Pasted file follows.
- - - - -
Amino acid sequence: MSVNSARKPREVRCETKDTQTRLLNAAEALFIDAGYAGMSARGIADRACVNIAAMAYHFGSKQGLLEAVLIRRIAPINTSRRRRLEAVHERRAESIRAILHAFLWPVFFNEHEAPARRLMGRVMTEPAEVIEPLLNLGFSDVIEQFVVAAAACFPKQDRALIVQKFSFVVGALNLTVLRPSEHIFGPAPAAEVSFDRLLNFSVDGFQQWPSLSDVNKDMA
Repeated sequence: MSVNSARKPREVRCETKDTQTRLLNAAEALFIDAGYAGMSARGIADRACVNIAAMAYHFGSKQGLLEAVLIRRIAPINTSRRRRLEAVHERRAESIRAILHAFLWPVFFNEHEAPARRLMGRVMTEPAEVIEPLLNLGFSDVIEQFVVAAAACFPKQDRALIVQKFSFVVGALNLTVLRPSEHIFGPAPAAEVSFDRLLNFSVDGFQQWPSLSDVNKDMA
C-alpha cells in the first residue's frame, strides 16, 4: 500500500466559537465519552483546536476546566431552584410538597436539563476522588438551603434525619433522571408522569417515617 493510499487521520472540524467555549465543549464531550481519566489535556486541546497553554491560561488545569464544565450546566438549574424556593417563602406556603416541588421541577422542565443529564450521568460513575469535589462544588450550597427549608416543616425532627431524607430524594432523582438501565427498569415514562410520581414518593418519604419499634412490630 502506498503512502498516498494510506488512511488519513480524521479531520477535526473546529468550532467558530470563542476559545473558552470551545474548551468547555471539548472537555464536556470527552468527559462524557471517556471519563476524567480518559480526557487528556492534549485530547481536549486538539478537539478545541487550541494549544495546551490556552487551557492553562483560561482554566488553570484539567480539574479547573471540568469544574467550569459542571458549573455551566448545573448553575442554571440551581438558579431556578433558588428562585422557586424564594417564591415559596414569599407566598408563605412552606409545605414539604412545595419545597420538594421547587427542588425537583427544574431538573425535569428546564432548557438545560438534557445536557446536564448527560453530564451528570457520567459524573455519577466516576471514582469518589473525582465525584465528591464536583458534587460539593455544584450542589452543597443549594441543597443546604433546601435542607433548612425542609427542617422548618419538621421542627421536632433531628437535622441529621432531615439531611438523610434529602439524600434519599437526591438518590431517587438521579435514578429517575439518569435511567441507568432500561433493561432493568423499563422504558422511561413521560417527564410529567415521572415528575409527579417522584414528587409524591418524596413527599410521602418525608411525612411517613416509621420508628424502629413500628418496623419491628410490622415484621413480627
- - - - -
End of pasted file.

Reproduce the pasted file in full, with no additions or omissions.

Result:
Amino acid sequence: MSVNSARKPREVRCETKDTQTRLLNAAEALFIDAGYAGMSARGIADRACVNIAAMAYHFGSKQGLLEAVLIRRIAPINTSRRRRLEAVHERRAESIRAILHAFLWPVFFNEHEAPARRLMGRVMTEPAEVIEPLLNLGFSDVIEQFVVAAAACFPKQDRALIVQKFSFVVGALNLTVLRPSEHIFGPAPAAEVSFDRLLNFSVDGFQQWPSLSDVNKDMA
Repeated sequence: MSVNSARKPREVRCETKDTQTRLLNAAEALFIDAGYAGMSARGIADRACVNIAAMAYHFGSKQGLLEAVLIRRIAPINTSRRRRLEAVHERRAESIRAILHAFLWPVFFNEHEAPARRLMGRVMTEPAEVIEPLLNLGFSDVIEQFVVAAAACFPKQDRALIVQKFSFVVGALNLTVLRPSEHIFGPAPAAEVSFDRLLNFSVDGFQQWPSLSDVNKDMA
C-alpha cells in the first residue's frame, strides 16, 4: 500500500466559537465519552483546536476546566431552584410538597436539563476522588438551603434525619433522571408522569417515617 493510499487521520472540524467555549465543549464531550481519566489535556486541546497553554491560561488545569464544565450546566438549574424556593417563602406556603416541588421541577422542565443529564450521568460513575469535589462544588450550597427549608416543616425532627431524607430524594432523582438501565427498569415514562410520581414518593418519604419499634412490630 502506498503512502498516498494510506488512511488519513480524521479531520477535526473546529468550532467558530470563542476559545473558552470551545474548551468547555471539548472537555464536556470527552468527559462524557471517556471519563476524567480518559480526557487528556492534549485530547481536549486538539478537539478545541487550541494549544495546551490556552487551557492553562483560561482554566488553570484539567480539574479547573471540568469544574467550569459542571458549573455551566448545573448553575442554571440551581438558579431556578433558588428562585422557586424564594417564591415559596414569599407566598408563605412552606409545605414539604412545595419545597420538594421547587427542588425537583427544574431538573425535569428546564432548557438545560438534557445536557446536564448527560453530564451528570457520567459524573455519577466516576471514582469518589473525582465525584465528591464536583458534587460539593455544584450542589452543597443549594441543597443546604433546601435542607433548612425542609427542617422548618419538621421542627421536632433531628437535622441529621432531615439531611438523610434529602439524600434519599437526591438518590431517587438521579435514578429517575439518569435511567441507568432500561433493561432493568423499563422504558422511561413521560417527564410529567415521572415528575409527579417522584414528587409524591418524596413527599410521602418525608411525612411517613416509621420508628424502629413500628418496623419491628410490622415484621413480627